The Strategist

Zuckerberg's Romance with China

10/26/2015 - 14:50

Everyone is running after China – among them are politicians, businessmen, investors. Other than that, there is the head of Facebook Mark Zuckerberg, who seems to have figured out how to stand out of the pack: the weekend before, he made a 22-minute-long speech in Chinese for students at Tsinghua University. Zuckerberg worked without major hitch, he had neither crib sheets nor wireless. Still, for what the creator of Facebook is trying so hard, if the social network is banned in China?

Robert Scoble via flickr
Robert Scoble via flickr
Mark Zuckerberg was speaking Chinese not the first time. Many will remember that a year ago, in the same Tsinghua, he answered students' questions in broken Mandarin. In September of 2015, Xi Jinping, during his visit to the United States, reportedly spent with the founder of the social network more time than with other entrepreneurs - and all because of that they spoke Chinese.

To what extent Zuckerberg has excelled in Chinese? According to journalists of Quartz, speaking Chinese, and members of the Chinese social network Weibo, the American made some progress since his last speech at Peking University, but the pronunciation is still poor. "Because of the rough American accent, inaccurate use of Mandarin tones and frequent confusion in the similar sounds, it is difficult to understand, - says the publication. - This does not mean that the meaning of the message is lost, but a listener has to pay greater attention to understand him properly." Yet entrepreneur seems to be very pleased with himself.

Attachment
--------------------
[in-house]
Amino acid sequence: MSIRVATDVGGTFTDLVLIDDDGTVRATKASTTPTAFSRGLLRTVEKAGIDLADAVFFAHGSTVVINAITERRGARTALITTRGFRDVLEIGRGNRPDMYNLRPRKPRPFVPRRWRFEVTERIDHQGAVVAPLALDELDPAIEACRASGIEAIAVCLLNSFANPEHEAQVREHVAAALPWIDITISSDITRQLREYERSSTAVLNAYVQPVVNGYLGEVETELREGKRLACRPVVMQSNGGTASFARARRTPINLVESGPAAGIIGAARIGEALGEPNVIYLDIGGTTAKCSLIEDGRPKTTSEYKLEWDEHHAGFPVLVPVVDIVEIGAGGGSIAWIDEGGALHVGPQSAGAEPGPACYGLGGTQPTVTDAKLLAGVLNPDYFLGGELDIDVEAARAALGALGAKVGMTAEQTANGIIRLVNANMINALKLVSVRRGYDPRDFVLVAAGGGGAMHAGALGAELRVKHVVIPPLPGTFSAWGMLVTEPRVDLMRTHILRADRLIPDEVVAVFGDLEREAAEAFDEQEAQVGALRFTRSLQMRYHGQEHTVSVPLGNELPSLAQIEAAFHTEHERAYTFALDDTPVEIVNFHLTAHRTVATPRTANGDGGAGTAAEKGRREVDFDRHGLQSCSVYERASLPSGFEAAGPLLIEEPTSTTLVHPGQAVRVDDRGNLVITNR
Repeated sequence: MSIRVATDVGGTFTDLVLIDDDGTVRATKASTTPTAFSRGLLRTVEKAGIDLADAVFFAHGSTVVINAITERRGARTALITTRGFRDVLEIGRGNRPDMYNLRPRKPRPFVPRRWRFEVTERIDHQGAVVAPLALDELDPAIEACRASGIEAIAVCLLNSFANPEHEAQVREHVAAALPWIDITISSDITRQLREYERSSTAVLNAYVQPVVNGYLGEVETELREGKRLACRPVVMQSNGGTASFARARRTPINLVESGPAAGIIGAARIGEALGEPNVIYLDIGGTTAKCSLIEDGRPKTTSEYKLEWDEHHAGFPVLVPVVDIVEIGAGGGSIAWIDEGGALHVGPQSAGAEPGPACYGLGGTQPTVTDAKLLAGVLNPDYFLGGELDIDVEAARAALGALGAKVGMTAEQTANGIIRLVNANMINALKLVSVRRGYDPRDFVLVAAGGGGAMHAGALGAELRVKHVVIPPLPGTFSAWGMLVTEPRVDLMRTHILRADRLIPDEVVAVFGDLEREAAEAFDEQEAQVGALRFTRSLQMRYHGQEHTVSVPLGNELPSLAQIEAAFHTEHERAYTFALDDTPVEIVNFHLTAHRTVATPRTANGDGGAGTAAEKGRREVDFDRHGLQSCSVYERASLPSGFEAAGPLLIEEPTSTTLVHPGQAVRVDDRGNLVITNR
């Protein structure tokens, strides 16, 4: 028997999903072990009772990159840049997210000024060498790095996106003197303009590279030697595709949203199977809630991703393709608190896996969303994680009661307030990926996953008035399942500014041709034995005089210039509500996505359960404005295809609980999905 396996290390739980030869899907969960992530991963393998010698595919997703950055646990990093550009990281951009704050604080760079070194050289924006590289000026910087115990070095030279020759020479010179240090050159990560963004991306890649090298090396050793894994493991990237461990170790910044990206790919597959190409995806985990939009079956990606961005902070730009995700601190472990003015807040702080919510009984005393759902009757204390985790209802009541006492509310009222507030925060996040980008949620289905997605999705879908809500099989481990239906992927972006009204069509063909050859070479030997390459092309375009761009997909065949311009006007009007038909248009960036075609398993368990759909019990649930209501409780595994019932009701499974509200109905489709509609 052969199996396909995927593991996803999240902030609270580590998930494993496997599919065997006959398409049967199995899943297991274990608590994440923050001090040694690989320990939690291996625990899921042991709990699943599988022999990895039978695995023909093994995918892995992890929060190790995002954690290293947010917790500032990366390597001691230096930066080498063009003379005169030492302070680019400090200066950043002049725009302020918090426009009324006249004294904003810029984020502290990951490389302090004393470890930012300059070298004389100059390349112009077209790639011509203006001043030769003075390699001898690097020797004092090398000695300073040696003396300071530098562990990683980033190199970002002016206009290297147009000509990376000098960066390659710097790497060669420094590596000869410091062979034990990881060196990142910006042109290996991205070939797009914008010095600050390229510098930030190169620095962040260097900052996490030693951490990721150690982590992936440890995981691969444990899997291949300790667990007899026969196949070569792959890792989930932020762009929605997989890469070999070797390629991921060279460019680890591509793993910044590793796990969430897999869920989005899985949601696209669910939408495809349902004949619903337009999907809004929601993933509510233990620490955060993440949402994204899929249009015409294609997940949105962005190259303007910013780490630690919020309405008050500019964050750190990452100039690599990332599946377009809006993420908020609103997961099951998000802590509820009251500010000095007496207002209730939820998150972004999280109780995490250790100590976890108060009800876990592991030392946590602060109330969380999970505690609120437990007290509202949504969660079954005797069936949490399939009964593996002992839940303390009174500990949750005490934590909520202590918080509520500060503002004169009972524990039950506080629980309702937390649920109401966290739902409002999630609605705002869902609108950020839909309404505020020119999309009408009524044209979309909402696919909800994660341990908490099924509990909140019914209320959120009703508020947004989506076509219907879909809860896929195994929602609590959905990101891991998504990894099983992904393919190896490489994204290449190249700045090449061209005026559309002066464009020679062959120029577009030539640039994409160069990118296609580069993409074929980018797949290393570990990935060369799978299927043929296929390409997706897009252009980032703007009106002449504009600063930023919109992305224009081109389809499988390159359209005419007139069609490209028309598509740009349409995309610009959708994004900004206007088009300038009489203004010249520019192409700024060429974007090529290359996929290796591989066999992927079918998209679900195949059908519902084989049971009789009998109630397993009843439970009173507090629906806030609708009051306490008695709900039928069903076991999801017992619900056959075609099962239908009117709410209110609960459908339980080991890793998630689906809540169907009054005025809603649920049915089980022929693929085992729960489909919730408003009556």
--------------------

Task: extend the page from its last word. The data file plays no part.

This pleasure is explained by the fact that the speech in Chinese, albeit clumsy, sent a clear message to local businesses and officials: for China, I stand ready for anything. The authorities of mainland China have blocked Facebook, yet despite of this, the company has plenty of business opportunities there. First of all, it is a social network advertising services: Chinese manufacturers that go into new markets, would use advertising on Facebook to gain the attention of foreign consumers. According to the company's chief operating officer Sheryl Sandberg, Facebook business is "thriving" in China.

Zuckerberg's efforts go beyond the demonstrative language learning. In December 2014, a collection of the Chinese leader Xi Jinping’s speeches proved very useful being in the most prominent place on Zuckerberg’s table during Lu Wei’s visit to a Facebook’s office (Lu Wei is a Chinese official in charge of the regulation of the Internet). The American entrepreneur even told that he recommended the book to his employees.

All of this, says Quartz, resonates in China. Although Chinese do not have access to Facebook, the local media launched the heading "What China says about Facebook». Xi Jinping's visit to the US was covered in the social network. Weibo users reported that they were "touched" by the Mandarin speech of the American entrepreneur. Finally, Zuckerberg himself was voted in Advisory Board of Tsinghua University - a sign that local regulators, normally cautious, trust him. But will it help with lifting the ban on Facebook in China?